Baugh teamed inside with Johnson is a formidable post game with two primary benefits: A 6'4 Baugh brings legitimate post size, and Johnson clearly is more comfortable having Baugh inside with her.
The two also can venture out to the wings – once they swarmed in tandem to the perimeter and switched on a screen, causing the two Tigers to not even be able to see the basket. Auburn lofted an off-balance shot and Baugh sprinted back to the paint and smothered the rebound.
Baugh has been coming off the bench since her funk reached its apex against Stanford before Christmas, and she still seems to be shaking off that game.
The sooner Baugh is able to do so, the better it will be going forward for Tennessee as a whole. Baugh appears to have sustained a dip in confidence. The best cure for that is quality time on the court – such as the final nine minutes of Sunday's game.
If Tennessee is going to succeed in postseason, Baugh has to play well for the Lady Vols on both ends. Getting Baugh back on track in January should pay dividends in March.
"She's their ‘X' factor," Auburn Coach Nell Fortner said. "She is their ‘X' factor."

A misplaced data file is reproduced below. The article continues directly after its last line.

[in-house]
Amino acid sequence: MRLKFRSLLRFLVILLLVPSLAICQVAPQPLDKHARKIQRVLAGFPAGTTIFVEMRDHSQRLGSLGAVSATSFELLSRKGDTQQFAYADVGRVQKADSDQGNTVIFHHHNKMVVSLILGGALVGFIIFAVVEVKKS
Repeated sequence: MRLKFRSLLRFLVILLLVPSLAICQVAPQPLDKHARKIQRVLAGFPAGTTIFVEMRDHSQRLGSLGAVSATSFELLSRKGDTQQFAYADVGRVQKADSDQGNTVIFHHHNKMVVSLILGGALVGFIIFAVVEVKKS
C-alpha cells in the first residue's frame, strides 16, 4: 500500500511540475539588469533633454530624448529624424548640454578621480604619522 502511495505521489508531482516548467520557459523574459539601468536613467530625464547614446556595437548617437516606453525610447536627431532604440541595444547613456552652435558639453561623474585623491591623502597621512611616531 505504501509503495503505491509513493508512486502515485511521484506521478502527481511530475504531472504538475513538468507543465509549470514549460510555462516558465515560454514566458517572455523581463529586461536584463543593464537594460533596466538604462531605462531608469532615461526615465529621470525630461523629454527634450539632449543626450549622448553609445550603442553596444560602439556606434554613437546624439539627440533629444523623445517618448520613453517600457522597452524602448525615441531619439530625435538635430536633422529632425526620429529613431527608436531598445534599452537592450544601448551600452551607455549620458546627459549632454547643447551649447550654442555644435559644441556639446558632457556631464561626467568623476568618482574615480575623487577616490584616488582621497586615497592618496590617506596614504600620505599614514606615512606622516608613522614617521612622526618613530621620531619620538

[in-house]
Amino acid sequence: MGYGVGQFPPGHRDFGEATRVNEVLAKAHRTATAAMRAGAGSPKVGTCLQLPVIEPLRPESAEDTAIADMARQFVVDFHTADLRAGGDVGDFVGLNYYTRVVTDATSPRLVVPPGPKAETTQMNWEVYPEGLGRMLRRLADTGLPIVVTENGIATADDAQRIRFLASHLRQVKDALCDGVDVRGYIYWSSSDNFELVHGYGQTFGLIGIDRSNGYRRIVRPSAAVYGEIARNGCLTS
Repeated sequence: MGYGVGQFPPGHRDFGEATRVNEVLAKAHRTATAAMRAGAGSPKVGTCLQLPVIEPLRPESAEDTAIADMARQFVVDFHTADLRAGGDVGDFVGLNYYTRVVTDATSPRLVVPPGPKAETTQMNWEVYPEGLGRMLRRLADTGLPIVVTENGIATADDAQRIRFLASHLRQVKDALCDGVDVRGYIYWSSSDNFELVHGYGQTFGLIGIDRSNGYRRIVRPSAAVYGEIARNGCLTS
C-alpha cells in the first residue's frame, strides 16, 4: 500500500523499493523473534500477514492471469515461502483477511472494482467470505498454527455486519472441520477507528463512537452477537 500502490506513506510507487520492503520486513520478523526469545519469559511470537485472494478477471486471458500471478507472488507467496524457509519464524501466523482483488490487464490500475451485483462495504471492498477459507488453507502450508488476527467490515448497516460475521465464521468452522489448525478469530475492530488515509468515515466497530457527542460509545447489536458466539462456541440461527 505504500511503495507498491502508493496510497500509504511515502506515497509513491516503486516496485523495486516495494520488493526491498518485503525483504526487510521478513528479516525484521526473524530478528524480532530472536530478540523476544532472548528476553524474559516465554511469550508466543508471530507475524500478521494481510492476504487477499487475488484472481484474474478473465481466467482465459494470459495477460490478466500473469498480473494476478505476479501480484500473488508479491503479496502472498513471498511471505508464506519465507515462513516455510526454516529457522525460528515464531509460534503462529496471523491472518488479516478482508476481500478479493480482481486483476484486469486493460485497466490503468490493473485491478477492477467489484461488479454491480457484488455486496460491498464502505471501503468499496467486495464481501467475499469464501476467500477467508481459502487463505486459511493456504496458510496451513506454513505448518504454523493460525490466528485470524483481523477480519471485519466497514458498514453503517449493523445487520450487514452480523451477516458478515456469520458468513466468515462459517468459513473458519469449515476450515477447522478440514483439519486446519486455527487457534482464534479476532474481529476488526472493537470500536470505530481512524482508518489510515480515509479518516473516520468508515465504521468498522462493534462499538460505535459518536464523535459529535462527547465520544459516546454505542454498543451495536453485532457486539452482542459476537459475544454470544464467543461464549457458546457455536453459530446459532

Baugh combined with Johnson made it even tougher for the Tigers.
"It is very, very hard," Fortner said. "Their press is big. They are big on that backline of the press, and that gave us fits the whole second half."
Tennessee is still trying to find its defensive identity and has inserted Alicia Manning into the lineup to accelerate the process. That has been beneficial for Tennessee because Manning got mired on the bench at times in the early part of the season.
Manning helps set the tone on defense and was a reason why Tennessee jumped out to an early lead Sunday – she inspires teammates to play hard on the defensive end.
Baugh is another key piece to this evolving process and has become a spectator at times from the bench. Tennessee needs her on the court.
The final stretch of Sunday's game was a good step for Baugh.
A frontline of Johnson, Baugh and Manning won't lack for defensive intensity and the rest of the team enters their slipstream.
The coaches can sort out who starts, and it is not at all unusual for the combinations to vary throughout the season.
As Baugh showed Sunday, it's how you finish that really matters.
Holly Warlick, Shekinna Stricklen, Glory Johnson
Auburn's Camille Glymph, Tyrese Tanner
Auburn Coach Nell Fortner